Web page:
OK I thought, probably not a big deal. So I ask him all of the questions that I can think of relating to electrolyte abnormalities, and it doesn't really sound like a big deal to me. So I tell him so and put it in the back of my mind. Well about an hour later, he's told my resident, the nurses and anyone that would listen that he's feeling tingly all over his body and his hands are getting crampy, and it feels like when his K gets lower. Ok not really a big deal, but this is not good!!! Resident orders a BMP and CXR, and we go to sign out for the night.
In the middle of signout the lab calls back with a STAT BMP showing a K+ in the 7's. STAT EKG is showing PVC's. Insulin + Glucose, CaGluconate and Kaoxalte go in and he's transferred to the PICU...OH SHIT THIS IS NOT GOOD. Long story short, he ended up being completely fine once his K+ was brought down to normal levels and he'll be back on the floors tomorrow.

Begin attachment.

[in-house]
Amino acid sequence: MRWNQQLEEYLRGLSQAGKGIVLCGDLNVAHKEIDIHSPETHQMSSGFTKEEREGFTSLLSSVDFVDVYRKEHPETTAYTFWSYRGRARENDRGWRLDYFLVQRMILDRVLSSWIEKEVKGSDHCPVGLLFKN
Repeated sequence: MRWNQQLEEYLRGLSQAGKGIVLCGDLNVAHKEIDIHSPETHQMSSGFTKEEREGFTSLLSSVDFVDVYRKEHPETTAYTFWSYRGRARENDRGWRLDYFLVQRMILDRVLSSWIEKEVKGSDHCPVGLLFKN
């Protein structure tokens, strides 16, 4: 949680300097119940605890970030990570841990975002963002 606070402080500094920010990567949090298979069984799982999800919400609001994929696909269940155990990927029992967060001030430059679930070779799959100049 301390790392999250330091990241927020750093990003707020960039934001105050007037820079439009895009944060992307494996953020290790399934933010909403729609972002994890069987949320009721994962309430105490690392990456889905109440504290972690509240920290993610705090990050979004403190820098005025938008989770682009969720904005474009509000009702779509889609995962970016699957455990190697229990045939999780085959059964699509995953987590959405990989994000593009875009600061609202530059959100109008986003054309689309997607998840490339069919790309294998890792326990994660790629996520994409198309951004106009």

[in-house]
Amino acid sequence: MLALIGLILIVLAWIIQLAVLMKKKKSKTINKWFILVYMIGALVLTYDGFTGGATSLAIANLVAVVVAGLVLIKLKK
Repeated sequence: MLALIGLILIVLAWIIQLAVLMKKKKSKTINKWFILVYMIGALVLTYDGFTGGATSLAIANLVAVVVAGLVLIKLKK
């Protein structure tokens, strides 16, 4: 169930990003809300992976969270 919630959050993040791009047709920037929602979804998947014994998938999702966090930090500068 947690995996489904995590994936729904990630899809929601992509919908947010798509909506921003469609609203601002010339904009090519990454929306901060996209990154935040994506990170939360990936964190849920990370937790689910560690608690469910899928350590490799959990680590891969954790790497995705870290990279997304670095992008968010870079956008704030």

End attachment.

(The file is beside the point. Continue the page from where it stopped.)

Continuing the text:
However, the scary thing is that this kid came up to me and directly presented me with a problem. I brushed it off as something not serious...it didn't sound like Ca+ or high K+ to me...but there he is. I could have nipped the issue in the bud and looked like a superstar, but instead I was a space cadet and blew off someone who was SEVERELY sick. We're not talking "ooops, I missed something"...we're talking OOOPS I could have killed a kid by not saying anything. He could have flipped over into VTach or VFib and collapsed infront of me and I wouldn't have known what happened.
I know that I'm a third year student and that seeing the manefestations of disease are what this year is all about. I know there's a saftey net of 10 physicians, nurses, techs and janitors behind me to pick up what I miss. I know this one turned out to be OK...but what about when it isn't OK?